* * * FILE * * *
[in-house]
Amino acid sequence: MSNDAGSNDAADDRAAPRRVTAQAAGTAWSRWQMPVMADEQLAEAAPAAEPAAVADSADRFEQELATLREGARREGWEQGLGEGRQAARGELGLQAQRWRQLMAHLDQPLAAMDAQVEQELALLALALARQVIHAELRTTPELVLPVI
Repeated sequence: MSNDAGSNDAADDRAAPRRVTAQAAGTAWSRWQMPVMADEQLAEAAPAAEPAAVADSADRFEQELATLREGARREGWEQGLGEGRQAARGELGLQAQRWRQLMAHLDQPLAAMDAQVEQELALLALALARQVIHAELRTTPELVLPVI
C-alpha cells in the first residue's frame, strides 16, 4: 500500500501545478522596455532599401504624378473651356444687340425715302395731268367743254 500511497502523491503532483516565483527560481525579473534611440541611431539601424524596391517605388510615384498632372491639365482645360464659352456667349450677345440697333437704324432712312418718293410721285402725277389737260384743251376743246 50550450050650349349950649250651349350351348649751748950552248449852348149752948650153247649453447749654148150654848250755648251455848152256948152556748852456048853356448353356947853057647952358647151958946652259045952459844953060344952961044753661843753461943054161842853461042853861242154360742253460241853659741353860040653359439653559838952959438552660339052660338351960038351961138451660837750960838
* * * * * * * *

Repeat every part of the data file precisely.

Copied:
[in-house]
Amino acid sequence: MSNDAGSNDAADDRAAPRRVTAQAAGTAWSRWQMPVMADEQLAEAAPAAEPAAVADSADRFEQELATLREGARREGWEQGLGEGRQAARGELGLQAQRWRQLMAHLDQPLAAMDAQVEQELALLALALARQVIHAELRTTPELVLPVI
Repeated sequence: MSNDAGSNDAADDRAAPRRVTAQAAGTAWSRWQMPVMADEQLAEAAPAAEPAAVADSADRFEQELATLREGARREGWEQGLGEGRQAARGELGLQAQRWRQLMAHLDQPLAAMDAQVEQELALLALALARQVIHAELRTTPELVLPVI
C-alpha cells in the first residue's frame, strides 16, 4: 500500500501545478522596455532599401504624378473651356444687340425715302395731268367743254 500511497502523491503532483516565483527560481525579473534611440541611431539601424524596391517605388510615384498632372491639365482645360464659352456667349450677345440697333437704324432712312418718293410721285402725277389737260384743251376743246 50550450050650349349950649250651349350351348649751748950552248449852348149752948650153247649453447749654148150654848250755648251455848152256948152556748852456048853356448353356947853057647952358647151958946652259045952459844953060344952961044753661843753461943054161842853461042853861242154360742253460241853659741353860040653359439653559838952959438552660339052660338351960038351961138451660837750960838